A railroad tie, crosstie, or sleeper is a beautiful, versatile item to use in landscaping, with multitudes of uses that are limited only by one’s imagination. Railroad ties are highly affordable building and landscaping products. Used ones are priced and sold having between one and four “good” sides. They can be obtained in less than nine-foot lengths at a per-piece rate and nine-to-seventeen foot lengths by the foot, all at very reasonable rates from railroad materials salvage companies.
I would think that second-hand railroad ties have been in landscaping and gardening use ever since the original leftover railroad tie. The raw and natural beauty of them can improve any project. They can be applied as strictly decorative accents, as components of function, or as some combination of the both of them. They can be readily combined with other types of landscaping materials or kept separate in creating myriads of designs, textures, and patterns that, once again, are only limited by one’s imagination.
One of the most typical, and perfect, uses in landscaping for railroad ties is the retaining wall. Ties are sturdy and big, and they certainly aren’t going to go anywhere once they’ve been put into place. They can hold however much dirt needs to be held back. The railroad ties can be arranged in a multitude of configurations, including one tie used horizontally as a very low retaining wall; multiple ties used on top of each other in alternating layers; and ties placed on their ends vertically so as to look like yard dividers or fences of various heights, similar heights, or alternating heights and placed apart, together, straight, angled, or curved in circles. Another common, perfect use for railroad ties is raised vegetable or flower beds. Ties can be used on top of any surface, offset and stacked on top of each other for very deep walls, cut in quite short lengths to allow the wall to “curve” along a winding path, or climb increasingly higher up a terraced or hilly incline.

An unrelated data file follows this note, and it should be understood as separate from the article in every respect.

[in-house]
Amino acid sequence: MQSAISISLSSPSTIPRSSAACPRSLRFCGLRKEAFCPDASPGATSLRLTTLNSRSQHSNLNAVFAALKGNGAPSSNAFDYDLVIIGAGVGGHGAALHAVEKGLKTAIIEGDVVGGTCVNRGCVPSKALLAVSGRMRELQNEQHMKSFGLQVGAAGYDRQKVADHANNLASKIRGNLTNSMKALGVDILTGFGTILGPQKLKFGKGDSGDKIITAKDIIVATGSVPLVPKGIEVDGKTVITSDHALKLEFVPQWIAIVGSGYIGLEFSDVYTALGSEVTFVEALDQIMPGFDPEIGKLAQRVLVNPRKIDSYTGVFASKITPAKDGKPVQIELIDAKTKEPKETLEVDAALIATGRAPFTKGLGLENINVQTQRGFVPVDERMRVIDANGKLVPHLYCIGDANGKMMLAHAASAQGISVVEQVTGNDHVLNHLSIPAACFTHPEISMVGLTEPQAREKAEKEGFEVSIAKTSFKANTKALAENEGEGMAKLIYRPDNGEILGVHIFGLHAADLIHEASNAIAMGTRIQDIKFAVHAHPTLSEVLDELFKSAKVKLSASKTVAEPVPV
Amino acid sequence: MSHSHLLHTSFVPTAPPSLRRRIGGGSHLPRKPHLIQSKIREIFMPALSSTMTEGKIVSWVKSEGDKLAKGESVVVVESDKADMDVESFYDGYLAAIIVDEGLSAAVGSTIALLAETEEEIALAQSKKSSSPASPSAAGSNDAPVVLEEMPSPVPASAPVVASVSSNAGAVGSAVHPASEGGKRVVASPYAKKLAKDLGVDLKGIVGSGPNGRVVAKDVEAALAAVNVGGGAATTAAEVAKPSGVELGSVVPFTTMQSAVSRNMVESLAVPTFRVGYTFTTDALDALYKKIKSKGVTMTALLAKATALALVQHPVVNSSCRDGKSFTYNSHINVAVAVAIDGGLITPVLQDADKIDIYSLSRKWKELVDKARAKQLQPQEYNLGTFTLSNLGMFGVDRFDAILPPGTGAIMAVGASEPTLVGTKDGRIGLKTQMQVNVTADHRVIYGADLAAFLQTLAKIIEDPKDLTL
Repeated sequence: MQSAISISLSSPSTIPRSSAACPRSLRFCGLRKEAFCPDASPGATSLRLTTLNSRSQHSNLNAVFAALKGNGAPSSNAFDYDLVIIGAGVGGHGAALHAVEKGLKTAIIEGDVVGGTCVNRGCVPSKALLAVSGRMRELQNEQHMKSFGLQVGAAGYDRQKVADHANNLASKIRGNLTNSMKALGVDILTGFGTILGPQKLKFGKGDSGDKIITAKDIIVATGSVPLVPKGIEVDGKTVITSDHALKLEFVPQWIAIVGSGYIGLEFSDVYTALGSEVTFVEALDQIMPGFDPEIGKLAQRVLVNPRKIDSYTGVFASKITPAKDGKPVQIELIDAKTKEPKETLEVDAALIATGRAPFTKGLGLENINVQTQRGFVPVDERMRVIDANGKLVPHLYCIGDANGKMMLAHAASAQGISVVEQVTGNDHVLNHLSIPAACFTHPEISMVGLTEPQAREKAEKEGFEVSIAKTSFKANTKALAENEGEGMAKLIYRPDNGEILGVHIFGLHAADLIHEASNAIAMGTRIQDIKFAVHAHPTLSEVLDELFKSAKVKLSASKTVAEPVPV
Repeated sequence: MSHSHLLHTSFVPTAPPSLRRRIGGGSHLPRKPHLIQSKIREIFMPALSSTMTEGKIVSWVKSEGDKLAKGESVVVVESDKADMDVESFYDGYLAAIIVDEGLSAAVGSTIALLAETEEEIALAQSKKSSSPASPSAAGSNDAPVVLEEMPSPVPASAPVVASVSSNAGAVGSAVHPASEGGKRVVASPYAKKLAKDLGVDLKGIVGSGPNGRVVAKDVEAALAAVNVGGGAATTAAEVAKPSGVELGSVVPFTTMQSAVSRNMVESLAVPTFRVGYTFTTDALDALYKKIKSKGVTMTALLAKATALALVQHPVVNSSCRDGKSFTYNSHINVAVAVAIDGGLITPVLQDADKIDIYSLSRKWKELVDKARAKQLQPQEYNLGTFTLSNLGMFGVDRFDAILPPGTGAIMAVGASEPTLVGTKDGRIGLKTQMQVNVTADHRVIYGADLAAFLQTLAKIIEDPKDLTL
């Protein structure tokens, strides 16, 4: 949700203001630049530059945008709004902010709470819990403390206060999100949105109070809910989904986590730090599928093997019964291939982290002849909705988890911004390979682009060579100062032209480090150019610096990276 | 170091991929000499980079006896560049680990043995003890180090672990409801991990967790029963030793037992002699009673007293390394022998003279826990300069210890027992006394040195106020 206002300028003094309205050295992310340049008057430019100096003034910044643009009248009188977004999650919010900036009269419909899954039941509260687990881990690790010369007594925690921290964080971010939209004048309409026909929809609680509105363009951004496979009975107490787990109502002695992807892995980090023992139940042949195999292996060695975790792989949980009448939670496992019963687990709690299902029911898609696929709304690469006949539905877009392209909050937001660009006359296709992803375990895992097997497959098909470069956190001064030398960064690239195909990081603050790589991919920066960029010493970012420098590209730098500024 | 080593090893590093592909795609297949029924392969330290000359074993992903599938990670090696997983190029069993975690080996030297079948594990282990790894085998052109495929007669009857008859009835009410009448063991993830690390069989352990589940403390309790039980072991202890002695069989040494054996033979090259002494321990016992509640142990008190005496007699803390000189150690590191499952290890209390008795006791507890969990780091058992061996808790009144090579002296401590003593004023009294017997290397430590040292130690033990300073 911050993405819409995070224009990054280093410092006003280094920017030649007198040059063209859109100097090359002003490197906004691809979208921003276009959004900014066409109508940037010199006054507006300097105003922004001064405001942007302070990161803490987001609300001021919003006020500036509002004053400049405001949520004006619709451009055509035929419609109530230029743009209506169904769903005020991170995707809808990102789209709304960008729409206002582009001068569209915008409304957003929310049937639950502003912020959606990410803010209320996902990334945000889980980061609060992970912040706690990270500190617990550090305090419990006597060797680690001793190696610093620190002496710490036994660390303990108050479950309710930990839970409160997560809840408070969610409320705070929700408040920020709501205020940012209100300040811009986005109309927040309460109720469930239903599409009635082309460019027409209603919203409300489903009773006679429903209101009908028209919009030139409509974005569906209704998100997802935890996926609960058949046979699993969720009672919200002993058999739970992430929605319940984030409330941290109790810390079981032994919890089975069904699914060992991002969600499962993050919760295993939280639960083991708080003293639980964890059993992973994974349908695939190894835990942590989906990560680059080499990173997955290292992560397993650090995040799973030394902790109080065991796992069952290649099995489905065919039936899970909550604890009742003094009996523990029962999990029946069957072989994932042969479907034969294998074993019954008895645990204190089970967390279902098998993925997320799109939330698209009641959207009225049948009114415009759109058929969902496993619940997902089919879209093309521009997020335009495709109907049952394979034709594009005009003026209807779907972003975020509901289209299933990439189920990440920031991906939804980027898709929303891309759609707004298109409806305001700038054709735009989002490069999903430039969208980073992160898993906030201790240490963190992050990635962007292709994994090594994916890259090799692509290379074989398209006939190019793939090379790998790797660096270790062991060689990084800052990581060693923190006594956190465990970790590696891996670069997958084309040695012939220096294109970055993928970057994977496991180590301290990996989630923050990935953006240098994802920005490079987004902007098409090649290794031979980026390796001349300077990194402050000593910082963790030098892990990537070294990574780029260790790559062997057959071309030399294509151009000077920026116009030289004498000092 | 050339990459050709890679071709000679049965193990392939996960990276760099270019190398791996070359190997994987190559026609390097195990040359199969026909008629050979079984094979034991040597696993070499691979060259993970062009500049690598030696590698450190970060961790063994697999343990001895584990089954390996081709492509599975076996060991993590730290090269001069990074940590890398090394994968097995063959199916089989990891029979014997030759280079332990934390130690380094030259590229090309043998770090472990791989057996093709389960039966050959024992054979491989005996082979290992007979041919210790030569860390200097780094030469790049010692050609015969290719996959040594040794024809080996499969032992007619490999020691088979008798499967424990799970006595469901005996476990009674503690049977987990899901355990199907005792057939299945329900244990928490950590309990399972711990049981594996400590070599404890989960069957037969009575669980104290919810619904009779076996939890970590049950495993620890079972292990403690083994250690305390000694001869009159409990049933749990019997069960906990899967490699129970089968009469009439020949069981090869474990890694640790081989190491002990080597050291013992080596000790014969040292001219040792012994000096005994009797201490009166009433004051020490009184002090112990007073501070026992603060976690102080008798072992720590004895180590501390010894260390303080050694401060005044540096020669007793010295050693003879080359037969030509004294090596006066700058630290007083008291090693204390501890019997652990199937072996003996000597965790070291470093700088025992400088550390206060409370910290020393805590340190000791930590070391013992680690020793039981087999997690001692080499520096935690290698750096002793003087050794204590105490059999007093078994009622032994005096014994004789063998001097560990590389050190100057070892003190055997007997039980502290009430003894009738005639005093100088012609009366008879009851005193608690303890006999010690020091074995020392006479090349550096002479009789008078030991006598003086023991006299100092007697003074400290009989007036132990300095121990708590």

Railroad ties make some of the easiest and most beautiful stairs that can ever be made: stairs that go up to a deck; up a hillside, even a winding one; up to a house’s front door, with wrought-iron handrails; and stairs that are bordered by railroad tie raised flower beds, fences, or retaining walls. Ties look beautiful as patio and deck edging and also as patios and decks, in all sorts of patterns, even circular. They also look great as stepping stones, used individually with spaces in between them, or grouped in complicated patterns, even circular.
There are multitudes of other landscaping uses for railroad ties: garden and park benches, bridges, handrails, tables with benches, hammock poles, raised tree planters, benches suspended between tree planters, pavilions, gazebos, trellises and arbors, pond edges that are ground-level or raised, soft-foam play-area edging, sandpit edging, outdoor swings, cabin foundations, tree houses, barns, sculptures, fireplace mantels, and household furniture. People have long been enjoying the wonders of railroad-tie landscaping. Maybe it’s your prime time to bring along your imagination and your ideas to swap at your local railroad materials suppliers.